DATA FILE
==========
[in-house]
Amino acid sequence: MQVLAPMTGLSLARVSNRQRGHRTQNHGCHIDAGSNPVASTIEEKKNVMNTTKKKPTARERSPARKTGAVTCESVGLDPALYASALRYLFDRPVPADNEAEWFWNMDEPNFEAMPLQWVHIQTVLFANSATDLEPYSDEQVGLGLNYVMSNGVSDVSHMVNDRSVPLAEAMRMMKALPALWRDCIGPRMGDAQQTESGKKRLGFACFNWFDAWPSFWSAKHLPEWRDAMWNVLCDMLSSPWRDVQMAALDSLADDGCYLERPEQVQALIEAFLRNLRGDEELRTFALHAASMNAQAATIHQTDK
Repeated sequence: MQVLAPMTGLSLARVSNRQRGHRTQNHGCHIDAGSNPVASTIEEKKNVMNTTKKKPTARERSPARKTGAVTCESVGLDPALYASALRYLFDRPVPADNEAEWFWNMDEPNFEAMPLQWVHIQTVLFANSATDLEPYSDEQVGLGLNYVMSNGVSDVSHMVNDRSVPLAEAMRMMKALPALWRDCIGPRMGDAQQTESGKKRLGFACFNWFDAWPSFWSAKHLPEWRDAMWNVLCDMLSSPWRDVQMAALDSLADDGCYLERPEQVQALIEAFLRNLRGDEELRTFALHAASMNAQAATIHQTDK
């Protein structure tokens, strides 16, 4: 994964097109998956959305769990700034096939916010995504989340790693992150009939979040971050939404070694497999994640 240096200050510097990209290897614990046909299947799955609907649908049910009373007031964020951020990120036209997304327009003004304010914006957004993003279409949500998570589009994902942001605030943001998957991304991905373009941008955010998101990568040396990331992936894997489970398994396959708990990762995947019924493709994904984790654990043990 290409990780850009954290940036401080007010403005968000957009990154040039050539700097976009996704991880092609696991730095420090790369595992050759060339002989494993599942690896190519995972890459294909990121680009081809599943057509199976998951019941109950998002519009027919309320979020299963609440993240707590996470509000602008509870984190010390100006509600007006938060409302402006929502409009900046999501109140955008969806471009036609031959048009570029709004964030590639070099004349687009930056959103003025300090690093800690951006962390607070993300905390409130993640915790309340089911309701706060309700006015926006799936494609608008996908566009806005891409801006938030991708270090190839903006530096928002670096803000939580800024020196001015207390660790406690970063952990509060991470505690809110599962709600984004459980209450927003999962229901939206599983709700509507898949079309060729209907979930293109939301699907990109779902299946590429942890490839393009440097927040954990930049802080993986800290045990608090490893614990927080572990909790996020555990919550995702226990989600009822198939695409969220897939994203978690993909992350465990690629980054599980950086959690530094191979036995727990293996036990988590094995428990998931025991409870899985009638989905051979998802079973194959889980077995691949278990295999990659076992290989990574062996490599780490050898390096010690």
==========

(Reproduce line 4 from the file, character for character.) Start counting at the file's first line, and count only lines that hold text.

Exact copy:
């Protein structure tokens, strides 16, 4: 994964097109998956959305769990700034096939916010995504989340790693992150009939979040971050939404070694497999994640 240096200050510097990209290897614990046909299947799955609907649908049910009373007031964020951020990120036209997304327009003004304010914006957004993003279409949500998570589009994902942001605030943001998957991304991905373009941008955010998101990568040396990331992936894997489970398994396959708990990762995947019924493709994904984790654990043990 290409990780850009954290940036401080007010403005968000957009990154040039050539700097976009996704991880092609696991730095420090790369595992050759060339002989494993599942690896190519995972890459294909990121680009081809599943057509199976998951019941109950998002519009027919309320979020299963609440993240707590996470509000602008509870984190010390100006509600007006938060409302402006929502409009900046999501109140955008969806471009036609031959048009570029709004964030590639070099004349687009930056959103003025300090690093800690951006962390607070993300905390409130993640915790309340089911309701706060309700006015926006799936494609608008996908566009806005891409801006938030991708270090190839903006530096928002670096803000939580800024020196001015207390660790406690970063952990509060991470505690809110599962709600984004459980209450927003999962229901939206599983709700509507898949079309060729209907979930293109939301699907990109779902299946590429942890490839393009440097927040954990930049802080993986800290045990608090490893614990927080572990909790996020555990919550995702226990989600009822198939695409969220897939994203978690993909992350465990690629980054599980950086959690530094191979036995727990293996036990988590094995428990998931025991409870899985009638989905051979998802079973194959889980077995691949278990295999990659076992290989990574062996490599780490050898390096010690």